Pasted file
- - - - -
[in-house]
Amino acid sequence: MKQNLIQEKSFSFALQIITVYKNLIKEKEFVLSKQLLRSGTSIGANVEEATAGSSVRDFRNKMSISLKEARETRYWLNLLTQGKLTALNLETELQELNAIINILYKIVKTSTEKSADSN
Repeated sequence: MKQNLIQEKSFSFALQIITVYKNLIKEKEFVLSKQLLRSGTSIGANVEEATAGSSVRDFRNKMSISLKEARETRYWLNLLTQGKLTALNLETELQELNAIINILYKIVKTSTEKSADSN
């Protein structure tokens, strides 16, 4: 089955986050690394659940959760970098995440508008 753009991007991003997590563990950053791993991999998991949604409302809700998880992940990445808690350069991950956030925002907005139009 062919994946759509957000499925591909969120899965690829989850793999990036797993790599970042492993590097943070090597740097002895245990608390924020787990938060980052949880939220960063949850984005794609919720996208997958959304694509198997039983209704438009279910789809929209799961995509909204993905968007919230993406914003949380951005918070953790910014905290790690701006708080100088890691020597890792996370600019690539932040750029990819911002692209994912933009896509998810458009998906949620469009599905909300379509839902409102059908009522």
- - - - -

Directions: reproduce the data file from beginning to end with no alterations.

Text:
[in-house]
Amino acid sequence: MKQNLIQEKSFSFALQIITVYKNLIKEKEFVLSKQLLRSGTSIGANVEEATAGSSVRDFRNKMSISLKEARETRYWLNLLTQGKLTALNLETELQELNAIINILYKIVKTSTEKSADSN
Repeated sequence: MKQNLIQEKSFSFALQIITVYKNLIKEKEFVLSKQLLRSGTSIGANVEEATAGSSVRDFRNKMSISLKEARETRYWLNLLTQGKLTALNLETELQELNAIINILYKIVKTSTEKSADSN
């Protein structure tokens, strides 16, 4: 089955986050690394659940959760970098995440508008 753009991007991003997590563990950053791993991999998991949604409302809700998880992940990445808690350069991950956030925002907005139009 062919994946759509957000499925591909969120899965690829989850793999990036797993790599970042492993590097943070090597740097002895245990608390924020787990938060980052949880939220960063949850984005794609919720996208997958959304694509198997039983209704438009279910789809929209799961995509909204993905968007919230993406914003949380951005918070953790910014905290790690701006708080100088890691020597890792996370600019690539932040750029990819911002692209994912933009896509998810458009998906949620469009599905909300379509839902409102059908009522």